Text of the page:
Posts Tagged ‘Constitution’

Pilgrimage as Secular Activity: A Constitutional Perversion

January 30, 2011

By Pilid Lao

Today’s Supreme Court decision in Prafull Goradia v. Union of India is ludicrous to say the least. The question was straightforward and simple: whether a government grant funded by taxpayer money violates the proscription of Art. 27 against state fostering religious activity. Article 27 of the Constitution of India states:

No person shall be compelled to pay any taxes, the proceeds of which are specifically appropriated in payment of expenses for the promotion or maintenance of any particular religion or religious denomination. (more…)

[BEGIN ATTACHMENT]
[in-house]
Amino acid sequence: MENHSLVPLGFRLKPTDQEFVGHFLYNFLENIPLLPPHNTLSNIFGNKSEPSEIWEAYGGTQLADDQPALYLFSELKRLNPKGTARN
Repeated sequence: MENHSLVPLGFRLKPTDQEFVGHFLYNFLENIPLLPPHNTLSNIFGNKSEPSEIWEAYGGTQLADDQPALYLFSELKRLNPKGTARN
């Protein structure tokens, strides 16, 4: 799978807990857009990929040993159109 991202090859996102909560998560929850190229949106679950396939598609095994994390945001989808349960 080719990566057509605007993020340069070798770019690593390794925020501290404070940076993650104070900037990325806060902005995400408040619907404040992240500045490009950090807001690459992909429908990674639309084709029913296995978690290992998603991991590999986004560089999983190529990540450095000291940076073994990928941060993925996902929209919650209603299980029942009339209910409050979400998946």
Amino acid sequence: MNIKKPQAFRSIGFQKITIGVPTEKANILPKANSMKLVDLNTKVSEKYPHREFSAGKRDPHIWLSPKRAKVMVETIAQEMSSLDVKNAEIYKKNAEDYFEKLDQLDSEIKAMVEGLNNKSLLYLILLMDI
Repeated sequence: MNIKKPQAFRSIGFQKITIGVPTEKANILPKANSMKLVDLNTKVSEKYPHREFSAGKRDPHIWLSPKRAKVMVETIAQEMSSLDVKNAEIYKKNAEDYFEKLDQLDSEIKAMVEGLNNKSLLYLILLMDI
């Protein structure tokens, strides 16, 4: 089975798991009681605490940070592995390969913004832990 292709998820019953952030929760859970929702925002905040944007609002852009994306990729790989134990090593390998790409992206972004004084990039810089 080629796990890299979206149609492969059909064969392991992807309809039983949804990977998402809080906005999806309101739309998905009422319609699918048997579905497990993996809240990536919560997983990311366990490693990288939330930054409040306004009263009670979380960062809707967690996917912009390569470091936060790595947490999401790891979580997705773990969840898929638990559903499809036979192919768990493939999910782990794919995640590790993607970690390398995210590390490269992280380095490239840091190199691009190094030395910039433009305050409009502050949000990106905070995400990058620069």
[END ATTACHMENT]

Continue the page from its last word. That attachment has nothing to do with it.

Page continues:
Laws and the Rule of Law

June 2, 2009

By Anjum Altaf

What have we learned from our discussion of the laws of inheritance?

First, that laws pertaining to the same issue can differ across societies and over time.

Second, that laws need not be divinely ordained and fixed for all times and places. The law of primogeniture was introduced in England in 1066 after the Norman invasion because the Norman knights who were awarded land grants did not wish their estates to be diluted by divisions.

Third, laws can have negative and positive effects. The law of primogeniture was unfair because it deprived all heirs except the eldest son from a share in the wealth of the father. (more…)